By Tom Motko
Maybe it was Jerry Garcia doing “Shady Grove” with David Grisman on the iPod that lifted me into the cloud of nostalgic whimsy; maybe it was just a flashback. No matter. I found myself thinking about how music has threaded its many colors through the fabric of my life. Well, I didn’t think about it that way…that’s just how I put it to make it sound artsy for this little essay. I’m the guy who, when asked what kind of music I like, always answers, “Good music.” Simple as that. No genre goes unheard though some are admittedly heard more than others.
Music is one of those invisible things humans make – out of the ether, it seems – that connect us all to one another. It’s not the only thing, but it’s a good one. Not only does it connect us to each other, but it connects us to new ideas and different ways to look at what the hell we’re doing here on earth. Music draws people in; it draws a crowd. Crowds are good things for social justice activists and post-capitalism dreamers. Not that music hasn’t been put to evil purpose. Every army needs its cadence. But, the good stuff music can do eventually wins out and at the end of all these millennia we are blessed with far, far more songs endorsing love, for example, than advocating genocide.
Music started for me in the mid-1950s when my babysitter would come over after school and watch American Bandstand. I thought the coolest song ever was “Hound Dog”. I was just the right age for the folk music revival of the early 1960s. I mean, lyrics like those in the Connie Stevens/Edd Byrnes duet “Kookie” (“Man, I got my bruise lighters in my flapsy-colored pen/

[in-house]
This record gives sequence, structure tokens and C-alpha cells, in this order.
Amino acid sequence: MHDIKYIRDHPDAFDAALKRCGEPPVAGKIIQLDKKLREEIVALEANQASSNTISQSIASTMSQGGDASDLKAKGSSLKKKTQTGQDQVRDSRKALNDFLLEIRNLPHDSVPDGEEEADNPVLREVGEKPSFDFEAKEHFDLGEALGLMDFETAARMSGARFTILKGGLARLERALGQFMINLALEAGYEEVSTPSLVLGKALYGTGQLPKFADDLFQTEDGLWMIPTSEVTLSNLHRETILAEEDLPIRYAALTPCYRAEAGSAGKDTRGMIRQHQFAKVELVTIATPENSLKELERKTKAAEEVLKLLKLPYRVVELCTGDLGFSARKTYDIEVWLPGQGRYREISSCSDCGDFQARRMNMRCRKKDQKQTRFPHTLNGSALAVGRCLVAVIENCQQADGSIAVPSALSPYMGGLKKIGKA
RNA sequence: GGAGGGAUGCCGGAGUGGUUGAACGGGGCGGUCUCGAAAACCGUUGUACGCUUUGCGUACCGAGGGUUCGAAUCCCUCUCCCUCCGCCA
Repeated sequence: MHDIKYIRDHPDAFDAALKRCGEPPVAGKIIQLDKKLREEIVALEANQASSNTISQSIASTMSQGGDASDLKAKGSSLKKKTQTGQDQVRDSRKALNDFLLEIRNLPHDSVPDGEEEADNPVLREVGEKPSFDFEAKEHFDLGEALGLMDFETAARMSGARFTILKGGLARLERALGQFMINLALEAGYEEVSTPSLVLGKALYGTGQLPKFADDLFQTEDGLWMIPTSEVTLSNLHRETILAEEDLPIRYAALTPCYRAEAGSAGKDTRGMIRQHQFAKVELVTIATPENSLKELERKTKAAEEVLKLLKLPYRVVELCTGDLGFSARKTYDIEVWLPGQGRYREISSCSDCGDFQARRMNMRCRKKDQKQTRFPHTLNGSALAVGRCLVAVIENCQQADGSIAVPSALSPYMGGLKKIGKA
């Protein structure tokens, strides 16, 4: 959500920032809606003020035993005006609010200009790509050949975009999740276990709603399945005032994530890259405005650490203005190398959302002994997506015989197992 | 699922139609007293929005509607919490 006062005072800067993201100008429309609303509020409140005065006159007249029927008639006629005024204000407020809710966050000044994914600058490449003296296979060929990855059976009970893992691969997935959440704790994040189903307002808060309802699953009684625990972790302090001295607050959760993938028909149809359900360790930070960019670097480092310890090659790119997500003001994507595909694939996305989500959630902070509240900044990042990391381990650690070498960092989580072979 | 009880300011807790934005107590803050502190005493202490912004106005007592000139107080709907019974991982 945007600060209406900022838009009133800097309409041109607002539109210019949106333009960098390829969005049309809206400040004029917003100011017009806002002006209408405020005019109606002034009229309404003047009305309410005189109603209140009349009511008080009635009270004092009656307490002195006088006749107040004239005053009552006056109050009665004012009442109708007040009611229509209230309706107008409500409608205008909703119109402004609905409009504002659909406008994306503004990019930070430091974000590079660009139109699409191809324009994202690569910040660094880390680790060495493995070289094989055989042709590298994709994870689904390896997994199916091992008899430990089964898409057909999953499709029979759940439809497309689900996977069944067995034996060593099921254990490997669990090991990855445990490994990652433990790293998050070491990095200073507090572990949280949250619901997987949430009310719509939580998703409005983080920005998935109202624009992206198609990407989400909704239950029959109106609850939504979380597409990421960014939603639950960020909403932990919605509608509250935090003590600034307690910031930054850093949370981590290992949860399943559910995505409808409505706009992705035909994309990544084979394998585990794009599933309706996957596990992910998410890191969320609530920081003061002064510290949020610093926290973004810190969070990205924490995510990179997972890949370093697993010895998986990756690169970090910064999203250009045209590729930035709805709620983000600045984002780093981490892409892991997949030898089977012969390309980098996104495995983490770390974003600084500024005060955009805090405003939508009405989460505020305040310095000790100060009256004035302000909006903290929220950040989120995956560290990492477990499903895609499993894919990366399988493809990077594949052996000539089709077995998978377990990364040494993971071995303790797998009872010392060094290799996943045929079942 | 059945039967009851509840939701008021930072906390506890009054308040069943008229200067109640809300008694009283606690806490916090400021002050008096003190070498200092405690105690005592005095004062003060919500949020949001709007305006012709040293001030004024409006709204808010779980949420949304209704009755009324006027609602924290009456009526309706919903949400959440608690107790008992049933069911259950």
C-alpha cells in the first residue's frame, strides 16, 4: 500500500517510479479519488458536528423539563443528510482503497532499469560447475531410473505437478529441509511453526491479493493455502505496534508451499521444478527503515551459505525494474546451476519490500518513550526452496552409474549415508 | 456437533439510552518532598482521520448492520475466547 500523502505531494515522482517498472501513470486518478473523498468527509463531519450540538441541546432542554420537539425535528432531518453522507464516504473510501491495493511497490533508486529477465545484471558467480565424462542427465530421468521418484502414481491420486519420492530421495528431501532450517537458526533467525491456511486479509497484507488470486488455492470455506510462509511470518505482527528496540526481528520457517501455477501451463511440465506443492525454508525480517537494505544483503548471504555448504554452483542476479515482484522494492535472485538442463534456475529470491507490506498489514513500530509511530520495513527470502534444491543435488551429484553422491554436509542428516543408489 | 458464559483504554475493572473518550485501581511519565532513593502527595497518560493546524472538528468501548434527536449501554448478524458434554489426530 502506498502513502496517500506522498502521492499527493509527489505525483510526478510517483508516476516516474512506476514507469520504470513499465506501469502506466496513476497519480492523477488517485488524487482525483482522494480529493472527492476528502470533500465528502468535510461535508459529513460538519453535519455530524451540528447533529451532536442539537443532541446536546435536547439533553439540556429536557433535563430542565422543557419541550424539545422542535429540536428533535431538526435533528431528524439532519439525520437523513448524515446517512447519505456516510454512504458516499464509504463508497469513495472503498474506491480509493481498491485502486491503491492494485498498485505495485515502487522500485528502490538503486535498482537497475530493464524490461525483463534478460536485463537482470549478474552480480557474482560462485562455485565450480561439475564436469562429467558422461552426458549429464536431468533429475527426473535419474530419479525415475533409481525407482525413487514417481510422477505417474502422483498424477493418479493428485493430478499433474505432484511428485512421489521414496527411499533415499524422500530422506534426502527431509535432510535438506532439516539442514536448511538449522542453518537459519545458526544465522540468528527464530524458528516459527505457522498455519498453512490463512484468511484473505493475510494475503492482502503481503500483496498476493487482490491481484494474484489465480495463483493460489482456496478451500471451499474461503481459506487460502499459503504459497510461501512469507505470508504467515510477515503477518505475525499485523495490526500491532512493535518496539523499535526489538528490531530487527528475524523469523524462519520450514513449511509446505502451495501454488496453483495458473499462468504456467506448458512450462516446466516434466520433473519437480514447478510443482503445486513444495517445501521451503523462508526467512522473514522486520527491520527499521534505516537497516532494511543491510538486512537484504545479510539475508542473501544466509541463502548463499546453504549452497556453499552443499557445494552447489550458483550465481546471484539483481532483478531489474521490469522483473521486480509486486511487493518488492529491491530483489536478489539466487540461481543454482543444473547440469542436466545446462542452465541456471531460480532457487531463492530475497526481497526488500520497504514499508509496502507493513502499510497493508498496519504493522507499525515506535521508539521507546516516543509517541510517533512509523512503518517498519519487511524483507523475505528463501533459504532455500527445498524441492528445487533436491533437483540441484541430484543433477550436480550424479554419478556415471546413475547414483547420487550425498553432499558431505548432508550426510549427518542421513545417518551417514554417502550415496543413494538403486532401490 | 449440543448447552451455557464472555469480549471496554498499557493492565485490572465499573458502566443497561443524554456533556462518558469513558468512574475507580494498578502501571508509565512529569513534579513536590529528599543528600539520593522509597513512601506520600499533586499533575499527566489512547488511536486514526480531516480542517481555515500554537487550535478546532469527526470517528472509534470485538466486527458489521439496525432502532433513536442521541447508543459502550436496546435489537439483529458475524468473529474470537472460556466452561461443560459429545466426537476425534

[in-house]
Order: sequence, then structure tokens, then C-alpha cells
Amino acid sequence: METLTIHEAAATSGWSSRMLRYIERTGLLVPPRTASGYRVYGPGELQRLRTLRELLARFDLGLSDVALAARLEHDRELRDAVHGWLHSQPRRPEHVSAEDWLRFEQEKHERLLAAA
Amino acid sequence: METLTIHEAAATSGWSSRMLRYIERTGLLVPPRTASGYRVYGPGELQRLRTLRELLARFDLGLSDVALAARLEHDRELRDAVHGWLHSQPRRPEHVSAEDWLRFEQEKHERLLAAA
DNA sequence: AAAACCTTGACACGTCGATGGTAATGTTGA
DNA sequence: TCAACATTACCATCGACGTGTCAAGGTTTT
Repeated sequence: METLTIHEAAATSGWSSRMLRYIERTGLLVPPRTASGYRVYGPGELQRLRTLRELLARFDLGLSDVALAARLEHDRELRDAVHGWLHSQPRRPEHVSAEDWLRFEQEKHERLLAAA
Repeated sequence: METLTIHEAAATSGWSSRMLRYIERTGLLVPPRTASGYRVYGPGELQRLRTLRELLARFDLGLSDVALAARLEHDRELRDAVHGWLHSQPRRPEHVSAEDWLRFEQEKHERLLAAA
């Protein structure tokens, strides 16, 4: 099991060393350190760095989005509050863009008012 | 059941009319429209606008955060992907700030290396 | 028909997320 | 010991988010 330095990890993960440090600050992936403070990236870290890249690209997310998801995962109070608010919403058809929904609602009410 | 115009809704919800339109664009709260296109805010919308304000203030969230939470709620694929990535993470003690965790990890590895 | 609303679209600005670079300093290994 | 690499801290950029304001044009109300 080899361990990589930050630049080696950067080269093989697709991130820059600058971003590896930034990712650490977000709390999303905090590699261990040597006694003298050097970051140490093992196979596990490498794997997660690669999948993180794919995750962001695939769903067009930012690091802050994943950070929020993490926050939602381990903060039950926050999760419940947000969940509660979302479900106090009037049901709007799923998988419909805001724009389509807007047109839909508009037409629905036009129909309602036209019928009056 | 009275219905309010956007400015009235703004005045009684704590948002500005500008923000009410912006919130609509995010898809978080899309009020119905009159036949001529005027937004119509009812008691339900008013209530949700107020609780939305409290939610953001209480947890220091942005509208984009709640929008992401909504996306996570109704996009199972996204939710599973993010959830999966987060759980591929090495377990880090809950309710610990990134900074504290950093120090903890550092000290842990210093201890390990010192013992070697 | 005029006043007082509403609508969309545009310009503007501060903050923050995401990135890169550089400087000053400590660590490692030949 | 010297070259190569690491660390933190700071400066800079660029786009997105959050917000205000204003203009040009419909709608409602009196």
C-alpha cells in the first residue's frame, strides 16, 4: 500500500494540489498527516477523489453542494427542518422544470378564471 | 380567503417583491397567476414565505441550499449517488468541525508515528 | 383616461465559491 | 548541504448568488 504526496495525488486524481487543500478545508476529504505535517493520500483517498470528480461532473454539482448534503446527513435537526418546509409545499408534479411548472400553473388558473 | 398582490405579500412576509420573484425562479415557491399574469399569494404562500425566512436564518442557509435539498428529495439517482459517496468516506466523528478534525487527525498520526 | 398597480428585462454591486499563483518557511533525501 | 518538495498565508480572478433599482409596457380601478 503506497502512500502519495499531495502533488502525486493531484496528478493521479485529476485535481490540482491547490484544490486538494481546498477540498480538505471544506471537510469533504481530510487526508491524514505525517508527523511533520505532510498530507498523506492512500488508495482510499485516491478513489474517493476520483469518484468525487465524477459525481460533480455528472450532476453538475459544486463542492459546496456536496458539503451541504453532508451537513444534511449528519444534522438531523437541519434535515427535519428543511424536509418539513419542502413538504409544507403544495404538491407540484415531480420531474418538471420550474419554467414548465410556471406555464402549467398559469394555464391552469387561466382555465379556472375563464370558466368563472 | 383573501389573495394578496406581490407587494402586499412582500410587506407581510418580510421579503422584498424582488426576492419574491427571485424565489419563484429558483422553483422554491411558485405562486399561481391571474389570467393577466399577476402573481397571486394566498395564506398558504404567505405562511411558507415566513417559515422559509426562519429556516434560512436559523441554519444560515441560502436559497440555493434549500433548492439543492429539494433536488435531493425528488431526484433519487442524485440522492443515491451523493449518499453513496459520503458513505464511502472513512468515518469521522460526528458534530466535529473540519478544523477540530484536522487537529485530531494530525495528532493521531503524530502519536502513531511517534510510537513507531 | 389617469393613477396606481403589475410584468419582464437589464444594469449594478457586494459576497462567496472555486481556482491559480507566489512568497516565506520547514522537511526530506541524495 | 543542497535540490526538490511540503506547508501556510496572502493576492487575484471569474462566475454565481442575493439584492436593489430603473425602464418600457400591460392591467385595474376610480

You’re gonna send me to that planet called…you know it, baby, the end!”) just naturally led one to folk music (although in later years, lyrics like those prepped me for acid rock…but that’s another story).
We don’t hear all that much about folk music nowadays, at least in the mainstream media. Oh, I imagine there’s a third grade classroom where kids are still being taught the safe, excised, watered-down version of “This Land is Your Land” and maybe they’re still doing hymn-like group sings of “Kumbaya” at summer church camps somewhere.
But, by “folk music” I don’t mean sitting in a circle singing “Kumbaya” or some third grade class singing a sanitized “This Land is Your Land” (with the anti-capitalist verse, of course, deleted…even Woody Guthrie gets misused by capitalist education). By “folk music” I mean broadly a music with lyrics that in some way tell the stories of working people (or anyone oppressed by this slavery system) and express their hopes and struggles and with melodies that don’t require an angel choir to sing or a chamber orchestra or electricity to play. Not that I have anything against angel choirs or chamber orchestras or lighting the dark. Not at all. Au contraire!
Lots of folks think of folk music as something from the Sixties, kind of fervent and quaint in a the-times-they-are-a-changin’ sort of way. That was some pretty damned good stuff though and it brought masses of people together. There’s no way you can stand outside a county jail singing “We Shall Not Be Moved” and not bind yourself together with the poor and oppressed and other working people. I’m not sure why I got hooked into activism, but I know it was folk music that led me there. For me, it was Bob Dylan who was busy blowing the socks off of traditional folk music. You all know Bob, the guy whose career was ruined by the Beatles… Dylan led me to Phil Ochs and Joan Baez and Woody Guthrie and Pete Seeger and Malvina Reynolds and Barbara Dane and Tom Paxton and Buffy Sainte-Marie and so many others, and, finally, to an appreciation for every kind of music that sings up from the people’s roots. Somewhere in there, John Prine showed up, too, but a bit later.